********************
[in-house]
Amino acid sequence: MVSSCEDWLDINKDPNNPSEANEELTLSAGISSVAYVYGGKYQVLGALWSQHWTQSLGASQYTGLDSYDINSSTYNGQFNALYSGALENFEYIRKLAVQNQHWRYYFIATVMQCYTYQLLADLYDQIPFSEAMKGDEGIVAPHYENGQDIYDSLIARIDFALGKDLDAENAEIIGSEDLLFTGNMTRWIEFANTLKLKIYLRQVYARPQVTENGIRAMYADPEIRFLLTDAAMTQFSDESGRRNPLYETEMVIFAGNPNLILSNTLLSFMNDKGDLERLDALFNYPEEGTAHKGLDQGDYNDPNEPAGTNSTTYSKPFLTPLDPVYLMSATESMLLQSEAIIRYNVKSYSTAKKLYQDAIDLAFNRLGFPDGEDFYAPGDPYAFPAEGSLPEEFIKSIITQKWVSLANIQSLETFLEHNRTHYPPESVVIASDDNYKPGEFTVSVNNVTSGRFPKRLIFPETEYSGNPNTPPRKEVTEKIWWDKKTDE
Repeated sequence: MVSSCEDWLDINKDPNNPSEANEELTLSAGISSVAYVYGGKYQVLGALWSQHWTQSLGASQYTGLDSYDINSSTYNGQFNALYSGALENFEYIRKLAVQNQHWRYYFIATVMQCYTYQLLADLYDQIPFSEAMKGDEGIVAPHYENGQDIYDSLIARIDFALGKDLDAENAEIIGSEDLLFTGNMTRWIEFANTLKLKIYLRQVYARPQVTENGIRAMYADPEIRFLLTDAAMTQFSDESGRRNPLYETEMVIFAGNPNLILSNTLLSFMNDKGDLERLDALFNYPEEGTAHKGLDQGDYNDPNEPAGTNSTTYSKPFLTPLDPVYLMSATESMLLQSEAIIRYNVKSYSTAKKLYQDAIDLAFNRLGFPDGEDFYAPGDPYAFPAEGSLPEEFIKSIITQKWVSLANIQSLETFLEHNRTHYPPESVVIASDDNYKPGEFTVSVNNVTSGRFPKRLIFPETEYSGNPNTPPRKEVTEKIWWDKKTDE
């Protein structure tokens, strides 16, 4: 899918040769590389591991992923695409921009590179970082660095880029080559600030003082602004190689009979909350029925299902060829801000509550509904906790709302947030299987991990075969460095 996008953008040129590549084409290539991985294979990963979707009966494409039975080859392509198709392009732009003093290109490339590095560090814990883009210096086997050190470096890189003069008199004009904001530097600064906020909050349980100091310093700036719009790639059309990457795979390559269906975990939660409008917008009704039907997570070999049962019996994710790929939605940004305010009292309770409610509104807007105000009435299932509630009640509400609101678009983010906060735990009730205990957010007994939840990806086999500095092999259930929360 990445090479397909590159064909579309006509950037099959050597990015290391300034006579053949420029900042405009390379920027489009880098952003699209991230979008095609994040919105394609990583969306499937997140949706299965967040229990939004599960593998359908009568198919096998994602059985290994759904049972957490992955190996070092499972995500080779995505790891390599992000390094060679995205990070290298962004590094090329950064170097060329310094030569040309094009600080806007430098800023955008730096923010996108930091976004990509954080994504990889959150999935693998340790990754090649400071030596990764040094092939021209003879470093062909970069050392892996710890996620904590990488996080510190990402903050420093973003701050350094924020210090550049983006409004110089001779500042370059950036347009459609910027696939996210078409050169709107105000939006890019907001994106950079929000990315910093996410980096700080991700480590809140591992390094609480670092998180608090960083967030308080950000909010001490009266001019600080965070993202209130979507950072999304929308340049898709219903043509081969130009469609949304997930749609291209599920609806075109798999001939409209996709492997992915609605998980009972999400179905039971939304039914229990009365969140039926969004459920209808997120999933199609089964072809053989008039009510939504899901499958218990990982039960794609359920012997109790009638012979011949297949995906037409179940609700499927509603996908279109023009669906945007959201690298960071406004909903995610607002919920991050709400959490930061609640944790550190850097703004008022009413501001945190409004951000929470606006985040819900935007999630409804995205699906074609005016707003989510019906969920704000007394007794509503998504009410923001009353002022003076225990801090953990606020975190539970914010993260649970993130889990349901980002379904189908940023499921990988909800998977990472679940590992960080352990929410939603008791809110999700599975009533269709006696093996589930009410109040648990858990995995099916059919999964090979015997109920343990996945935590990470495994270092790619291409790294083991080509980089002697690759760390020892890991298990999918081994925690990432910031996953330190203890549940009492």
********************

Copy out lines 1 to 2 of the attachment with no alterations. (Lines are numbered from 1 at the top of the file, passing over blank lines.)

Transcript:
[in-house]
Amino acid sequence: MVSSCEDWLDINKDPNNPSEANEELTLSAGISSVAYVYGGKYQVLGALWSQHWTQSLGASQYTGLDSYDINSSTYNGQFNALYSGALENFEYIRKLAVQNQHWRYYFIATVMQCYTYQLLADLYDQIPFSEAMKGDEGIVAPHYENGQDIYDSLIARIDFALGKDLDAENAEIIGSEDLLFTGNMTRWIEFANTLKLKIYLRQVYARPQVTENGIRAMYADPEIRFLLTDAAMTQFSDESGRRNPLYETEMVIFAGNPNLILSNTLLSFMNDKGDLERLDALFNYPEEGTAHKGLDQGDYNDPNEPAGTNSTTYSKPFLTPLDPVYLMSATESMLLQSEAIIRYNVKSYSTAKKLYQDAIDLAFNRLGFPDGEDFYAPGDPYAFPAEGSLPEEFIKSIITQKWVSLANIQSLETFLEHNRTHYPPESVVIASDDNYKPGEFTVSVNNVTSGRFPKRLIFPETEYSGNPNTPPRKEVTEKIWWDKKTDE